Thursday, September 24, 2009

Not Exactly What Hermes Intended...

It was quiet, too quiet. The boys were up in their room, playing peacefully. As usual, they were building a fort in and under Benjamin's bed. But when I went upstairs...

There was a time when my dad didn't know what to get me for birthday and Christmas. I was living overseas, so small packages were essential. And I was a Business Consultant, suits and all. So he settled on Hermes scarves. I have quite a collection that I really haven't used in... hmmm... the past 10 years or so.

Anyway, it was quite refreshing to see my scarves again - as walls for Benjamin's and Christopher's fort!

Wednesday, September 23, 2009

Missing Out on the Muppets

A friend sent through a link on Facebook to two great classic videos from the Muppet Show. I showed them to Annika, but the results were mixed. The first one -

she thought was pretty funny... but the second one -

she didn't get at all.

"He's not speaking Swedish," she said.
"I know - that's kind of the point," I replied.
"But I can't understand him," she insisted.
"I know - that's kind of the point. You're not supposed to understand what he is saying."

At that point, she just said she didn't think it was so funny, and couldn't we click on something else? Oh well, maybe if we had called him the Norwegian Chef...

Thursday, September 17, 2009

First Day of School

A bit belated, but here it is - the first day of school (in August)... surely a sign of the chaos of the fall that it has taken me almost a month to post the picture.

Notable details:
  • Annika - age 10, starting 4th grade at Stocksundsskolan. Favorite books - anything by Cornelia Funke (author of Inkheart and more). Favorite activity - anything to do with horses. Rides twice a week, taking a course to be a hästskötare (horse carer - responsibility for a horse 2 days a week). Activities - horseback riding, soccer, guitar.
  • Benjamin - age 8, starting 1st grade at Danderyds Montessori. Creativity unleashed. Concentration untamed. Loves watching absolutely anything on TV. Loves fishing. Spends spare time imagining traps for "bad guys". Favorite books - Bernstein Bears on Vacation. Activities - horseback riding, soccer, golf.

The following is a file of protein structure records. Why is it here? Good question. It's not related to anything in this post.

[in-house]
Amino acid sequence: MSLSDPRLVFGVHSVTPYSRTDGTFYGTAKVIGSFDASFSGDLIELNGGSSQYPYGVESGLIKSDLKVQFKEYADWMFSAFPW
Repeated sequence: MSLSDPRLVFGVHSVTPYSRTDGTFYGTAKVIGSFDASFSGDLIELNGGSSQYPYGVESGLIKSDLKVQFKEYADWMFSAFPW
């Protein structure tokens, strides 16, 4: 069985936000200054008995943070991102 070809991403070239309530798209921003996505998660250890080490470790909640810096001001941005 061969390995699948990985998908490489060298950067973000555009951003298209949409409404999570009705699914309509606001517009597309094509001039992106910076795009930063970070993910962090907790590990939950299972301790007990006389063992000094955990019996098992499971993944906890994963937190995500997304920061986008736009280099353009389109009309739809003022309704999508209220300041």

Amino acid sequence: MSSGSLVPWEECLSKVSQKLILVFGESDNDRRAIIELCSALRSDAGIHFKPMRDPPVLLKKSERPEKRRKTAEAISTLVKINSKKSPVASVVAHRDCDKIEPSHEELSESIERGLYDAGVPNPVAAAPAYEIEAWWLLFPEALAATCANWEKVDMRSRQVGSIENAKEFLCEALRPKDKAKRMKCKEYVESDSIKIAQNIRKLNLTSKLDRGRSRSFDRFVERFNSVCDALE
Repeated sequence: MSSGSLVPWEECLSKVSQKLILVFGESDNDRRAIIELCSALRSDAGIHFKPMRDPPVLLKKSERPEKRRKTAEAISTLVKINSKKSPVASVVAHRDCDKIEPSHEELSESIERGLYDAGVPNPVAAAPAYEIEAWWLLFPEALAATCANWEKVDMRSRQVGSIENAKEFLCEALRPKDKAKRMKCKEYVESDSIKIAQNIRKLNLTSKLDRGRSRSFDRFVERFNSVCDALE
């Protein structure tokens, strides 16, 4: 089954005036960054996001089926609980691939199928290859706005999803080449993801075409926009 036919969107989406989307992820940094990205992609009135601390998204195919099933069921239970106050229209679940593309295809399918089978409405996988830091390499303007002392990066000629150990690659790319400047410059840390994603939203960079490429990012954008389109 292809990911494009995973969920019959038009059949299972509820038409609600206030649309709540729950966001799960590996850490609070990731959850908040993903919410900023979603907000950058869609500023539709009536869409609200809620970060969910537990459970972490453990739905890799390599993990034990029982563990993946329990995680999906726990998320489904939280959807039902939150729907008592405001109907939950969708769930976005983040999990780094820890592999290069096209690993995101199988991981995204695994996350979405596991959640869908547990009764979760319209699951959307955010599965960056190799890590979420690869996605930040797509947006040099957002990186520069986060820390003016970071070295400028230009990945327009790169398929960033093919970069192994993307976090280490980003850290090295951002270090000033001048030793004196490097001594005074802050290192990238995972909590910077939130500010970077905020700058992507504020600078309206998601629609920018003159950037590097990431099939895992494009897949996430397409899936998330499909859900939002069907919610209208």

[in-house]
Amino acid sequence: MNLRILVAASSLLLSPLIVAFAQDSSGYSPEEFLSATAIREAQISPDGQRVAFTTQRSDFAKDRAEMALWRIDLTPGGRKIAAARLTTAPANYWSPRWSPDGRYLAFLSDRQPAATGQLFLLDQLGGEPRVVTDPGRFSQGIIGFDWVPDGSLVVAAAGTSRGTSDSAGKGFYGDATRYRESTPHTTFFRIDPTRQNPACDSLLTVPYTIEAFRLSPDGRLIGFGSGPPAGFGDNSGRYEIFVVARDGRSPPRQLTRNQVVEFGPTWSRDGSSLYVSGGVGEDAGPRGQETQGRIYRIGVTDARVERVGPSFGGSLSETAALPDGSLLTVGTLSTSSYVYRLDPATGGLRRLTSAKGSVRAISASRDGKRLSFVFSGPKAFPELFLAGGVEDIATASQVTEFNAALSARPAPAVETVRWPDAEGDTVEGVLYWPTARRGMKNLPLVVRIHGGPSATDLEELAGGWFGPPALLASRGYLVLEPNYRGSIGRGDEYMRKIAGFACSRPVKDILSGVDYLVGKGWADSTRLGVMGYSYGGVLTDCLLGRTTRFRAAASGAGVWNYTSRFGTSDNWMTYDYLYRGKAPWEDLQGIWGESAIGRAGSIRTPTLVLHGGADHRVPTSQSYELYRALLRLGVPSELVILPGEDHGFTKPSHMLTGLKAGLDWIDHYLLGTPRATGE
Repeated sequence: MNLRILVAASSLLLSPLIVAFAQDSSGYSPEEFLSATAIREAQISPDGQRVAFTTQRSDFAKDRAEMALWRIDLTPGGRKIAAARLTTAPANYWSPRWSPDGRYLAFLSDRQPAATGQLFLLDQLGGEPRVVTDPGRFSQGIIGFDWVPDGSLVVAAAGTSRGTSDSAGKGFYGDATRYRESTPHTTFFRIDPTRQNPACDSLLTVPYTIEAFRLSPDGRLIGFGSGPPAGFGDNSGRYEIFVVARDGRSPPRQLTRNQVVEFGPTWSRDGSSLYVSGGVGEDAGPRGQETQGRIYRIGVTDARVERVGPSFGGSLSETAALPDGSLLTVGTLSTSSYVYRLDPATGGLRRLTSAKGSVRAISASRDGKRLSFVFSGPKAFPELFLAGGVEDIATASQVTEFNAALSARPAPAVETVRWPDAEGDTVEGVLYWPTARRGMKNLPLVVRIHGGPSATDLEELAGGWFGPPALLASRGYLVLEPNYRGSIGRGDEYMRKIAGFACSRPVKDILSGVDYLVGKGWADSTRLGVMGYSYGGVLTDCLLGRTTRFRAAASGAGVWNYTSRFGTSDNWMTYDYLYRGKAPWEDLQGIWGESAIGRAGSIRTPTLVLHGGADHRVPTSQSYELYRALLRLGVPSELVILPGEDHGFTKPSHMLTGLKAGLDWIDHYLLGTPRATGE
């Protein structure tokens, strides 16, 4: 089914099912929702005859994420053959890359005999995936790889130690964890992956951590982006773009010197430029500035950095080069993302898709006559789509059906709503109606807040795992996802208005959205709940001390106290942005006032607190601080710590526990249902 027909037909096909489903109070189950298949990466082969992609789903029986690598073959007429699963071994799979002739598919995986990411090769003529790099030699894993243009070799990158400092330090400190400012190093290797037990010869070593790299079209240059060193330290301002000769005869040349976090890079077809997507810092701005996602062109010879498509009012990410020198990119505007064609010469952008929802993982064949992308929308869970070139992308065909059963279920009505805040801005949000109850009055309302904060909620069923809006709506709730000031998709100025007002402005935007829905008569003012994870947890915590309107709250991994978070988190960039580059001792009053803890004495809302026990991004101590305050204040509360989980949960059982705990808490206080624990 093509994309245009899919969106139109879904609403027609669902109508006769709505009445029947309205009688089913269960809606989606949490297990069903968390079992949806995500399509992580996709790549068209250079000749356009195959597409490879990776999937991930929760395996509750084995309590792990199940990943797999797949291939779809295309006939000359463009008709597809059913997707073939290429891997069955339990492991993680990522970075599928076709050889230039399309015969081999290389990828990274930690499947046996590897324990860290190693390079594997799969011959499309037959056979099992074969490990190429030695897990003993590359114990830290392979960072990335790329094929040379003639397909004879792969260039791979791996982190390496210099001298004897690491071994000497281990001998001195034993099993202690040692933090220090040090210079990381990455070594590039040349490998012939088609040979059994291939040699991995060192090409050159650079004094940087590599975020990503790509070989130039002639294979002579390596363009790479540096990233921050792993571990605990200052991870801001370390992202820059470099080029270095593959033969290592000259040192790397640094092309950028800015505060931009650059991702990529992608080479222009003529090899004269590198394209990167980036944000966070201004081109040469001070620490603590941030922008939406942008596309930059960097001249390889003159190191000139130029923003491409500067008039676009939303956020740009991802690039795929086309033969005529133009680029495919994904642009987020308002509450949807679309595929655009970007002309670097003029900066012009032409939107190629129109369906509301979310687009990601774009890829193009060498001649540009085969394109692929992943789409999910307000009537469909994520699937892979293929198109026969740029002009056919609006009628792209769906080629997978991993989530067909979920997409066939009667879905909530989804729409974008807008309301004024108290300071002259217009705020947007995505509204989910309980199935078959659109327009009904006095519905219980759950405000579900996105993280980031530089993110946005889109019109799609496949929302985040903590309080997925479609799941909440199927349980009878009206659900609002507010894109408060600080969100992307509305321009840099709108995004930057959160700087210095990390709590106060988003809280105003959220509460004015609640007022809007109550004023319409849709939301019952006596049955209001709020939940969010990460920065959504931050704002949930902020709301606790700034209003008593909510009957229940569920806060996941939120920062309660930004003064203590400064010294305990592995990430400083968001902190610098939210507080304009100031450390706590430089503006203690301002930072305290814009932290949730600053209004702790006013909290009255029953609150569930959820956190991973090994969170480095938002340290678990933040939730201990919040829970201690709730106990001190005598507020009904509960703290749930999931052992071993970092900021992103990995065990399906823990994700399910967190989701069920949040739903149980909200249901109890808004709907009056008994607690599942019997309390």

• Christopher - age 6, starting kindergarden (förskoleklassen) at Stocksundsskolan. Loves Star Wars. Training to be a Jedi warrior when not playing football/soccer. Favorite books - Kasper spelar fotboll (Casper plays soccer) and Harold and the Purple Crayon. Activities - soccer, swimming.

Out of Touch

When Annika took over my old phone a few months ago, we had a deal - only "kontantkort" (a pay-as-you-go plan), and I would load up the phone with 100 SEK every month (about $14). Anything else she would have to fund herself. It went pretty well - though the 100 turned into 150 because that's what's easier to do on the website, and things sailed along over the summer. Then September came, school stared, friends came back...

On the 1st of September, I put the usual 150 SEK on her phone. By the 4th, it was gone. It has been hard to wait for a new payment, and we still have 2 weeks to go. And it hasn't just been hard on Annika... Of course, since she has no money on her phone, she doesn't take it with her as she comes home from school and bikes to her various activities. I can't call her to find out where she is, and I have been worried a few times. On the flip side, she can't call me either - 5 times within 5 minutes - to badger me into becoming her personal taxi service. So far it has been a somewhat healthy couple of weeks, and just a couple more to go.

By the way, all the phone companies would like our business. I have tried to tell them that if the came up with a kids' plan that allows unlimited calls to parents, yet operates with a cut-off system like the cash card system, they will get our business. Unfortunately, nobody has figured it out yet...

Tuesday, September 15, 2009

You Made Your Bed...

Yesterday, Benjamin was very angry with us because we wouldn't let him watch tv (typical). He stormed upstairs, and emptied all of his excess playground sand from his pockets... into his own bed. And yes, he did sleep there last night. Learning to live with the consequences!

Monday, September 07, 2009

No Swimming Today

Christopher is so close to swimming... so very, very close... that we decided to sign him up for swimming lessons this fall.

First hurdle - choosing the right level. Can he really float on both front or back (the requirements for level 2) or should he really be in level 1 (which is just one step above having parents in the water with the child). He doesn't willingly float on his back... but he doesn't need me either, so we go for Level 2.